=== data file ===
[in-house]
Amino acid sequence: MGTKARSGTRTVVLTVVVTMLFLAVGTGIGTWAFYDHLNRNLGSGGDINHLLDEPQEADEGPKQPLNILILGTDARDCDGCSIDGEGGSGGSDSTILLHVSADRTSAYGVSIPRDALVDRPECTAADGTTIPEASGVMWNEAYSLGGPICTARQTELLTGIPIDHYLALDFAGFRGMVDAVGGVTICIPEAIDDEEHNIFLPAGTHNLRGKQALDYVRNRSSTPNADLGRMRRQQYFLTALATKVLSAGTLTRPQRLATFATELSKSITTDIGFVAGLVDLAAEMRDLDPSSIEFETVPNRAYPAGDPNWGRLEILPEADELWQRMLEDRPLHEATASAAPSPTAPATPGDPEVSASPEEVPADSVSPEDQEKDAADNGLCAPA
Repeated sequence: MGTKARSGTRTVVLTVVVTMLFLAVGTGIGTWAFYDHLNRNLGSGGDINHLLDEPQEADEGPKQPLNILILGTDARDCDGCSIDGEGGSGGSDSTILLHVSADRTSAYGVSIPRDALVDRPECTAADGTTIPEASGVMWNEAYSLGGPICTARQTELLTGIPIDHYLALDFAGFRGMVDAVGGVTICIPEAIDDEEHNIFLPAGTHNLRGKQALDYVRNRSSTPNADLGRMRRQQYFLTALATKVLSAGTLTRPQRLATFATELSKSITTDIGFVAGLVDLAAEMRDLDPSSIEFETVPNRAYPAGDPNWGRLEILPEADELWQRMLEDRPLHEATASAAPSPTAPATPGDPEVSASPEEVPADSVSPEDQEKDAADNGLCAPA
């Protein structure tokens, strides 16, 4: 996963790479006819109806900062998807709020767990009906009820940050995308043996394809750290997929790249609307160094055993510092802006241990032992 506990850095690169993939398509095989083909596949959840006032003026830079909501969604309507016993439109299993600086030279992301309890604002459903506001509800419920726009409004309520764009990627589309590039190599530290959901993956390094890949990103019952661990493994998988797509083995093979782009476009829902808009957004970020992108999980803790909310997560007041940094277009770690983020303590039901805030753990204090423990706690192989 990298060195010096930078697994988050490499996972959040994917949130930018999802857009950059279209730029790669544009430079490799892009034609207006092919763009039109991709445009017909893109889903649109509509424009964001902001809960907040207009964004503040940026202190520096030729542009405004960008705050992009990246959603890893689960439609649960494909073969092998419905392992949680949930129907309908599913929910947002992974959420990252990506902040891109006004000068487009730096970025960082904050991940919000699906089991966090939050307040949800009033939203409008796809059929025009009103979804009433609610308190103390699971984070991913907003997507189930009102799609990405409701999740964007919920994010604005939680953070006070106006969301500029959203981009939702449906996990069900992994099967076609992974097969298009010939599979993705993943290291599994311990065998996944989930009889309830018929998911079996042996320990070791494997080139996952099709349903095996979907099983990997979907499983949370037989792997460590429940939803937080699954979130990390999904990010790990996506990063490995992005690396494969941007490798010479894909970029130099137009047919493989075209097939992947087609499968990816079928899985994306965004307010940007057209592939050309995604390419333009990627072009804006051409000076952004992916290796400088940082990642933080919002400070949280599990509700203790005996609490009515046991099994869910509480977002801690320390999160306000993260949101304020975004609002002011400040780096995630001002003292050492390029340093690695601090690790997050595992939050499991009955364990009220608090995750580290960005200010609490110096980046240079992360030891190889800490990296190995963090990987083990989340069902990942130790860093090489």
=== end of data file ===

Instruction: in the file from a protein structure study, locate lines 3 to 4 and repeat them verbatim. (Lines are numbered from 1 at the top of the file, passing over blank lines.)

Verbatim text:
Repeated sequence: MGTKARSGTRTVVLTVVVTMLFLAVGTGIGTWAFYDHLNRNLGSGGDINHLLDEPQEADEGPKQPLNILILGTDARDCDGCSIDGEGGSGGSDSTILLHVSADRTSAYGVSIPRDALVDRPECTAADGTTIPEASGVMWNEAYSLGGPICTARQTELLTGIPIDHYLALDFAGFRGMVDAVGGVTICIPEAIDDEEHNIFLPAGTHNLRGKQALDYVRNRSSTPNADLGRMRRQQYFLTALATKVLSAGTLTRPQRLATFATELSKSITTDIGFVAGLVDLAAEMRDLDPSSIEFETVPNRAYPAGDPNWGRLEILPEADELWQRMLEDRPLHEATASAAPSPTAPATPGDPEVSASPEEVPADSVSPEDQEKDAADNGLCAPA
């Protein structure tokens, strides 16, 4: 996963790479006819109806900062998807709020767990009906009820940050995308043996394809750290997929790249609307160094055993510092802006241990032992 506990850095690169993939398509095989083909596949959840006032003026830079909501969604309507016993439109299993600086030279992301309890604002459903506001509800419920726009409004309520764009990627589309590039190599530290959901993956390094890949990103019952661990493994998988797509083995093979782009476009829902808009957004970020992108999980803790909310997560007041940094277009770690983020303590039901805030753990204090423990706690192989 990298060195010096930078697994988050490499996972959040994917949130930018999802857009950059279209730029790669544009430079490799892009034609207006092919763009039109991709445009017909893109889903649109509509424009964001902001809960907040207009964004503040940026202190520096030729542009405004960008705050992009990246959603890893689960439609649960494909073969092998419905392992949680949930129907309908599913929910947002992974959420990252990506902040891109006004000068487009730096970025960082904050991940919000699906089991966090939050307040949800009033939203409008796809059929025009009103979804009433609610308190103390699971984070991913907003997507189930009102799609990405409701999740964007919920994010604005939680953070006070106006969301500029959203981009939702449906996990069900992994099967076609992974097969298009010939599979993705993943290291599994311990065998996944989930009889309830018929998911079996042996320990070791494997080139996952099709349903095996979907099983990997979907499983949370037989792997460590429940939803937080699954979130990390999904990010790990996506990063490995992005690396494969941007490798010479894909970029130099137009047919493989075209097939992947087609499968990816079928899985994306965004307010940007057209592939050309995604390419333009990627072009804006051409000076952004992916290796400088940082990642933080919002400070949280599990509700203790005996609490009515046991099994869910509480977002801690320390999160306000993260949101304020975004609002002011400040780096995630001002003292050492390029340093690695601090690790997050595992939050499991009955364990009220608090995750580290960005200010609490110096980046240079992360030891190889800490990296190995963090990987083990989340069902990942130790860093090489």